Despite the state General Assembly’s failure to criminalize high-interest consumer savings account payday loans during the 2007 session, just completed, there is progress on several fronts, according to Hank Klein, founder of Arkansans Against Abusive Payday Lending (AAAPL.)
In the Arkansas House, lawmakers voted overwhelmingly to take not only the interest but also the principal out of cash advance loans. But members of the Arkansas Financial Services Association sandbagged the bill in the Senate Commerce and Banking Subcommittee with a few well-placed $500 campaign contributions.
Payday loans are small loans, usually $100 to $500, made for an average of 14 days, Klein said. According to the Center for Responsible Lending, the average payday borrower pays $800 to borrow $325. A 14-day payday loan typically costs Arkansas borrowers 372 percent to 869 percent annually in interest.
Amendment 60 to the Arkansas Constitution, adopted by voters in 1982, governs usury and limits interest on consumer personal loans to a maximum of 17 percent per year.
Klein said the good news includes a Defense Department initiative, passed by Congress, to make it illegal to make loans to members of the active duty military and their families at interest rates higher than 36 percent annually. Also, the payday lenders failed to push through a bill Klein said was virtually meaningless - “We call it window dressing” - that would have allowed its supporters to pose as doing something to curb abusive loans.
The fast payday loan industry’s bill passed the Senate 30-3, but “we stopped it in the House 57-27,” said Klein. Also, after a slow start, Peggy Matson, director of the Arkansas Board of Collection Agencies, has begun making payday lenders accountable to state law.
Klein said that in the last two weeks, Matson took Dennis Bailey to court and won a $1.3 million judgment against him for an illegal affiliation with a Missouri Bank. One of his “Fast Cash” stores had been operating in Cabot, he said.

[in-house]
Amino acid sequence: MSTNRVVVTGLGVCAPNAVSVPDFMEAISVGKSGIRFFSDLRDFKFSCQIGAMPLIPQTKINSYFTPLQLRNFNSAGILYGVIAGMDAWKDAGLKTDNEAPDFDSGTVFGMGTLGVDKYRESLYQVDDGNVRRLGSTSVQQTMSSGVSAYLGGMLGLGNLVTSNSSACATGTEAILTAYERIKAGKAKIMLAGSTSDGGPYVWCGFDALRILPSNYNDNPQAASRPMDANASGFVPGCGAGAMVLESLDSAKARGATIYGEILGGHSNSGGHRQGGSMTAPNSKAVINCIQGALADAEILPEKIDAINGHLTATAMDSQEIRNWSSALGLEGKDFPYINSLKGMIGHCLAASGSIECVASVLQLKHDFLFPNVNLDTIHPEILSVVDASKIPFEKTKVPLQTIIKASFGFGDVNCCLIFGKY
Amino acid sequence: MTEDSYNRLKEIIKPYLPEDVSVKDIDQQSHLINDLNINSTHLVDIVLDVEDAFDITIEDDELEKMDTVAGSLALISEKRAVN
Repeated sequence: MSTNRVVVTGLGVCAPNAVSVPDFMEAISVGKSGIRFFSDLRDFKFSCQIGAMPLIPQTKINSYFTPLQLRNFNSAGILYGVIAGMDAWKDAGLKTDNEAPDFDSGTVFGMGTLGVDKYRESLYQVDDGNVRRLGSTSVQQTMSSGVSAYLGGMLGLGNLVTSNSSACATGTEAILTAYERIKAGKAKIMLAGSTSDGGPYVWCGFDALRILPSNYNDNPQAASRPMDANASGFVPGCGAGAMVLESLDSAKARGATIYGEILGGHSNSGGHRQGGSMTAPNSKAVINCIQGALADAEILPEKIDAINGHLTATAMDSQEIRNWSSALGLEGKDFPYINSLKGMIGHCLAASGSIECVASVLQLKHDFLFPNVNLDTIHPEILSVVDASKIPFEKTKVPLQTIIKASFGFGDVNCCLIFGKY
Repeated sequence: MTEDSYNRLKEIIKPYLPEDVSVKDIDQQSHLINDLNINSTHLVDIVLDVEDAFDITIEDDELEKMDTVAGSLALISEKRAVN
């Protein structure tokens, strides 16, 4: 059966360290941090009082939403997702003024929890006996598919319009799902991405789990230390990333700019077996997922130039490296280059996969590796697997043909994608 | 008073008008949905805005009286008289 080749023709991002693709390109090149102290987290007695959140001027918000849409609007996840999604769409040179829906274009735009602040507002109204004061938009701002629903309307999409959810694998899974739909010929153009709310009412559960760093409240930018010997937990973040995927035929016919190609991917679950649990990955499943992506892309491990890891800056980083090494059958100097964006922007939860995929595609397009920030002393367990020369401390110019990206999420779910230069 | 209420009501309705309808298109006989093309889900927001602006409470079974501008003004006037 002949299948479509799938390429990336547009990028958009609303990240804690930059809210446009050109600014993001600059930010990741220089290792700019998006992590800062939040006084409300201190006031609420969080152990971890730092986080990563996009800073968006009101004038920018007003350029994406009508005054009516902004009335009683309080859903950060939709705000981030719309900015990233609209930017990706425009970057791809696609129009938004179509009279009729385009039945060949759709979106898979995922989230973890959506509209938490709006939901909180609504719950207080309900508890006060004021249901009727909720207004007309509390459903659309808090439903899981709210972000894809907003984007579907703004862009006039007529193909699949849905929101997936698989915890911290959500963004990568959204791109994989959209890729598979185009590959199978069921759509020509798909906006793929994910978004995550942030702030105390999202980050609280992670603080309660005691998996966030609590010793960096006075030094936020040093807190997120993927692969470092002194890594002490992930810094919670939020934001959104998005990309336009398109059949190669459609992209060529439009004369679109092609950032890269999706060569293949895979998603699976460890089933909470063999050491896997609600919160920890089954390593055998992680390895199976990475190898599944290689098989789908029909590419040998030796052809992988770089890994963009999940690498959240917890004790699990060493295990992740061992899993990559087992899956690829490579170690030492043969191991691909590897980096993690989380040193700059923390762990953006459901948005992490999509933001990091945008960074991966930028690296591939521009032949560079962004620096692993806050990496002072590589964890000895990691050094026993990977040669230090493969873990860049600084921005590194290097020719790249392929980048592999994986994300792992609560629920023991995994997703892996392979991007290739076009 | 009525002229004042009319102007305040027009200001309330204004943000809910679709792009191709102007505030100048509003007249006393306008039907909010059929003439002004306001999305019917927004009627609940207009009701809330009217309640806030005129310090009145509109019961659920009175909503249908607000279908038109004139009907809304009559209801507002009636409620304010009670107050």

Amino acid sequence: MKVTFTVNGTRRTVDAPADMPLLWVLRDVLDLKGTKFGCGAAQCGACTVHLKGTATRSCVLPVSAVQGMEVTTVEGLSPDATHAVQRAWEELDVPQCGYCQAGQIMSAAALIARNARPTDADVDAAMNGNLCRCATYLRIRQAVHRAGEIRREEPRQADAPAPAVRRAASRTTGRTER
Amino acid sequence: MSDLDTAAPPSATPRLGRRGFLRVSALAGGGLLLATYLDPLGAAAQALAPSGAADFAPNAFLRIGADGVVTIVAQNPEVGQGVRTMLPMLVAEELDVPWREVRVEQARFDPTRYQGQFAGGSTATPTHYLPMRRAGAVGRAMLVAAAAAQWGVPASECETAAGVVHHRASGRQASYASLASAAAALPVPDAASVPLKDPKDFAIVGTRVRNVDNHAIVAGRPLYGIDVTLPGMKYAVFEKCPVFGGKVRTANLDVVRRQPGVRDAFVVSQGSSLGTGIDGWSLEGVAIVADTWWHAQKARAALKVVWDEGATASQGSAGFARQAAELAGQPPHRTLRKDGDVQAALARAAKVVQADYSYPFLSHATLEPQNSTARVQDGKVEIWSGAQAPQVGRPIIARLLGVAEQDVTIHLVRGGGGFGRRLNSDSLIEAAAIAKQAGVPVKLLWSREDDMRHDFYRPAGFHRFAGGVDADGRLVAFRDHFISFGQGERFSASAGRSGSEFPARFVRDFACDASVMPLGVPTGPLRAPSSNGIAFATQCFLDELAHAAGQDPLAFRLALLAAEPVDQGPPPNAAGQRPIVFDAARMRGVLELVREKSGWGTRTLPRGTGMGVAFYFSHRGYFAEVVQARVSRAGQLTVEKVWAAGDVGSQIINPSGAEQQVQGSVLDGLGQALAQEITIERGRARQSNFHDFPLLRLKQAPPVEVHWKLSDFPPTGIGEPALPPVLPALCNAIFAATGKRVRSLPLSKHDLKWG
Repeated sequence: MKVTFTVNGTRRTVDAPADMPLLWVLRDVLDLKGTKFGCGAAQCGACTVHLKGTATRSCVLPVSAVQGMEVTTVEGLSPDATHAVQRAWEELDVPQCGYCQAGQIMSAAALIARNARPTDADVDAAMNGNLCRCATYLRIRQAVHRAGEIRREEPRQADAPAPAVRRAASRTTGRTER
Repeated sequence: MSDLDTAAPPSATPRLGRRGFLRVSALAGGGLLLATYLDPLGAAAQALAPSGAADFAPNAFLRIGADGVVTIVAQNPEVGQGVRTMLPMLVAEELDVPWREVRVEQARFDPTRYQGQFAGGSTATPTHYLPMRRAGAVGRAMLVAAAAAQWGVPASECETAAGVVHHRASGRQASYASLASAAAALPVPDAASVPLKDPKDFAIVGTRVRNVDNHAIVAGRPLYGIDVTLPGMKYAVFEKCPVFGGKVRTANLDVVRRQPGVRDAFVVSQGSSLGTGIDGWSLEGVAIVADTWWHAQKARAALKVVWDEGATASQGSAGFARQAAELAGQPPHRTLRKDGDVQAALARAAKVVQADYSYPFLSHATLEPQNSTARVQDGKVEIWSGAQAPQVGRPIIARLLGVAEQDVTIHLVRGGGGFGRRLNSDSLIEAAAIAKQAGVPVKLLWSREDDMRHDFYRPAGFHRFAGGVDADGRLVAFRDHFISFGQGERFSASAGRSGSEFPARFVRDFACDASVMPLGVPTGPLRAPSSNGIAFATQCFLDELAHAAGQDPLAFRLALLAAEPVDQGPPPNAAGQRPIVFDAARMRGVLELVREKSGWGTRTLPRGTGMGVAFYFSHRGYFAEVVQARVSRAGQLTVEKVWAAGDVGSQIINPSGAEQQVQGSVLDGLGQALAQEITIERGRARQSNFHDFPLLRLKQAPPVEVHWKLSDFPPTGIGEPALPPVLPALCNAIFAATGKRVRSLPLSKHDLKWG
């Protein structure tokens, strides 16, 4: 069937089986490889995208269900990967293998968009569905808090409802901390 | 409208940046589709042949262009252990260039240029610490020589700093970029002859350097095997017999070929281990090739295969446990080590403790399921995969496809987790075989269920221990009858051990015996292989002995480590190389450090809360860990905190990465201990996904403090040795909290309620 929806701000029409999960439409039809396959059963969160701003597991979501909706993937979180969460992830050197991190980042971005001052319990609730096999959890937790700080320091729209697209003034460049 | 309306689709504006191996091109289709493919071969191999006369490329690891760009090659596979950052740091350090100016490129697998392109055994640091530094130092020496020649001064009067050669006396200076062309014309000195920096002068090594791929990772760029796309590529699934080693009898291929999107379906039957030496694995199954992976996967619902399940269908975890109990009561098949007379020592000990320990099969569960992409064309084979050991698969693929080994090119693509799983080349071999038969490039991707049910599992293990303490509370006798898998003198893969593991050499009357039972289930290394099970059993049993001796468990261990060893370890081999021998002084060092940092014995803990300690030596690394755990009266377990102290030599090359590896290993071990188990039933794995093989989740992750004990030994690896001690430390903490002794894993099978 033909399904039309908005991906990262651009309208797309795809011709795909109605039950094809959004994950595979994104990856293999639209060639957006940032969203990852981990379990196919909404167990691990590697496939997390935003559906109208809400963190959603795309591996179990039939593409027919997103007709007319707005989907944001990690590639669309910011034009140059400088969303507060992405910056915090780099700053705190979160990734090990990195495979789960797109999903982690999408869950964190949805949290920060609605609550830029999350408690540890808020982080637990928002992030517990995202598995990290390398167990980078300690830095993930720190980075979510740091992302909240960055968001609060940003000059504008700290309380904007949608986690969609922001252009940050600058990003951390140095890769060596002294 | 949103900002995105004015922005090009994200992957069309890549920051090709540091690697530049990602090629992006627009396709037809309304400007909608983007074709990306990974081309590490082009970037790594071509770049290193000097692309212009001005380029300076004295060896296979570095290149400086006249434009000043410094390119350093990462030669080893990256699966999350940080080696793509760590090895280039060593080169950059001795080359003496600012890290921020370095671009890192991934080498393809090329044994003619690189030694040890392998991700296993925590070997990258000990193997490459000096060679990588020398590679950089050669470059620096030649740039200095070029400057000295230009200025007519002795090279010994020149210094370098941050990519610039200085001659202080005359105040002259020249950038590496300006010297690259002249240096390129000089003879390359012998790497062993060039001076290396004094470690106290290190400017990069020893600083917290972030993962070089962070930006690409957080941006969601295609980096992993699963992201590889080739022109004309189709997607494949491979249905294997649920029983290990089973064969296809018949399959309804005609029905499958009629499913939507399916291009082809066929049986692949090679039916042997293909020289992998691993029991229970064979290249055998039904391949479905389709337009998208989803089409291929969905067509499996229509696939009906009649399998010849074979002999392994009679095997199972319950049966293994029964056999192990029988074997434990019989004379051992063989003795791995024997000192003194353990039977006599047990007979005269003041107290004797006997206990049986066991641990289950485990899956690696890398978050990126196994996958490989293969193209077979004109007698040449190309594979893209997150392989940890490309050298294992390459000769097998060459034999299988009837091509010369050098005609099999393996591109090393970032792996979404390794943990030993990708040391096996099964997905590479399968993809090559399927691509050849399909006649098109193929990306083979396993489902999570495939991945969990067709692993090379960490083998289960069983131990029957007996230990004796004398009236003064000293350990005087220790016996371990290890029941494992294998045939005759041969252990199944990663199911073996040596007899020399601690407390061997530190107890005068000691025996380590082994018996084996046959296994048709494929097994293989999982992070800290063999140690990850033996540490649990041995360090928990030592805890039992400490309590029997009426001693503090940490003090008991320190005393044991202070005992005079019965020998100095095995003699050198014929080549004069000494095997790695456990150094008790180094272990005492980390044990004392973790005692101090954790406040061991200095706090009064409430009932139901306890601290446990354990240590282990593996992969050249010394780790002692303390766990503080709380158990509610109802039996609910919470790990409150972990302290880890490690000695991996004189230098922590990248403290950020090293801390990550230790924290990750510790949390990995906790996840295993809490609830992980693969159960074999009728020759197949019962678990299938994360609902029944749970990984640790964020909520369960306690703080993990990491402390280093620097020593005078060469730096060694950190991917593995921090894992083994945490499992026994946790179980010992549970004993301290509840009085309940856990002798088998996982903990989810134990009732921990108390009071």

Matson will hold a hearing May 21 on a payday advance loan lender operating in Jacksonville, American Cash Advance, located in the old Wal-Mart Center, Klein said. The company allegedly made loans as high as $900 in violation of the $300 loan cap in Arkansas, and the loans are made as a money order, which the company then charges 10 percent to cash.
The Federal Deposit Insurance Corporation (FDIC) has clamped down on personal cash loan lenders associating themselves with banks. As a result, ACE (American Cash Express) in Little Rock quit doing business in April. After Oct. 1, it will be illegal to lend money to active duty service members and their families at interest rates greater than 36 percent. Payday lenders in Arkansas routinely make $300, two-week loans for $350.
That’s in excess of 300 percent when figured as an annual interest rate, while the state’s usury rate is 17 percent. Furthermore, it prohibits the cash advance payday loan lenders from taking a check for security and an arbitration clause in the contract that won’t let borrowers resolve issues in court. It also prohibits access to a person’s bank account. The law is also aimed at tax refund anticipation lenders, he said.
In local courts, Fort Smith lawyer Todd Turner has a case remanded from the state Supreme Court to Circuit Judge Barry Sims’ court that would force bonding companies to make good on bonds when payday lenders default.
SOURCE: The Arkansas Leader